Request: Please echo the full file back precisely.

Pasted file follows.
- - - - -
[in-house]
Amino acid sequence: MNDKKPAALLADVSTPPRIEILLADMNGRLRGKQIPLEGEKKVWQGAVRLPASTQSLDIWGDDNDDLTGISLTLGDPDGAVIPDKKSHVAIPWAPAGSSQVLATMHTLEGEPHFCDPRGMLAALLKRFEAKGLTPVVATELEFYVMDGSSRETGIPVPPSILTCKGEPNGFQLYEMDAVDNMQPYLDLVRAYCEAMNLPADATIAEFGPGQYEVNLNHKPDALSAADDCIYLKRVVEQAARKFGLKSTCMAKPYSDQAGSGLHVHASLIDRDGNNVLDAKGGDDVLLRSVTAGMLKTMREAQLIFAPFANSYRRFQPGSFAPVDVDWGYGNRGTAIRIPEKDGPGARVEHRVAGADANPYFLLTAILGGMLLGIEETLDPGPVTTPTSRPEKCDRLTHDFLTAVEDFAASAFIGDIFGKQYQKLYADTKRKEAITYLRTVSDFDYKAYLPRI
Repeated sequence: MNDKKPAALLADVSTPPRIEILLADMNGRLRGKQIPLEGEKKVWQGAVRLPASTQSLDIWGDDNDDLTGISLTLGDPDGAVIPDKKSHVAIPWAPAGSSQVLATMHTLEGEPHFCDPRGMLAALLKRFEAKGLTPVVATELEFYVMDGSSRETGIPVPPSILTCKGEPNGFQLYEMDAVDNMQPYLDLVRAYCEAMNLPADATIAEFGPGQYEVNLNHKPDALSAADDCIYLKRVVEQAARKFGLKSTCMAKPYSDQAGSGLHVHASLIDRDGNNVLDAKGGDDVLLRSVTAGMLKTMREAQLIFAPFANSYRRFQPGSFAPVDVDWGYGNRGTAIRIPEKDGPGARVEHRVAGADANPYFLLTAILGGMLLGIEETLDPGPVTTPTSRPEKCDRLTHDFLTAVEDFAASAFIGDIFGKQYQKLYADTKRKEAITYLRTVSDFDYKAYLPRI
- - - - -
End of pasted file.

[in-house]
Amino acid sequence: MNDKKPAALLADVSTPPRIEILLADMNGRLRGKQIPLEGEKKVWQGAVRLPASTQSLDIWGDDNDDLTGISLTLGDPDGAVIPDKKSHVAIPWAPAGSSQVLATMHTLEGEPHFCDPRGMLAALLKRFEAKGLTPVVATELEFYVMDGSSRETGIPVPPSILTCKGEPNGFQLYEMDAVDNMQPYLDLVRAYCEAMNLPADATIAEFGPGQYEVNLNHKPDALSAADDCIYLKRVVEQAARKFGLKSTCMAKPYSDQAGSGLHVHASLIDRDGNNVLDAKGGDDVLLRSVTAGMLKTMREAQLIFAPFANSYRRFQPGSFAPVDVDWGYGNRGTAIRIPEKDGPGARVEHRVAGADANPYFLLTAILGGMLLGIEETLDPGPVTTPTSRPEKCDRLTHDFLTAVEDFAASAFIGDIFGKQYQKLYADTKRKEAITYLRTVSDFDYKAYLPRI
Repeated sequence: MNDKKPAALLADVSTPPRIEILLADMNGRLRGKQIPLEGEKKVWQGAVRLPASTQSLDIWGDDNDDLTGISLTLGDPDGAVIPDKKSHVAIPWAPAGSSQVLATMHTLEGEPHFCDPRGMLAALLKRFEAKGLTPVVATELEFYVMDGSSRETGIPVPPSILTCKGEPNGFQLYEMDAVDNMQPYLDLVRAYCEAMNLPADATIAEFGPGQYEVNLNHKPDALSAADDCIYLKRVVEQAARKFGLKSTCMAKPYSDQAGSGLHVHASLIDRDGNNVLDAKGGDDVLLRSVTAGMLKTMREAQLIFAPFANSYRRFQPGSFAPVDVDWGYGNRGTAIRIPEKDGPGARVEHRVAGADANPYFLLTAILGGMLLGIEETLDPGPVTTPTSRPEKCDRLTHDFLTAVEDFAASAFIGDIFGKQYQKLYADTKRKEAITYLRTVSDFDYKAYLPRI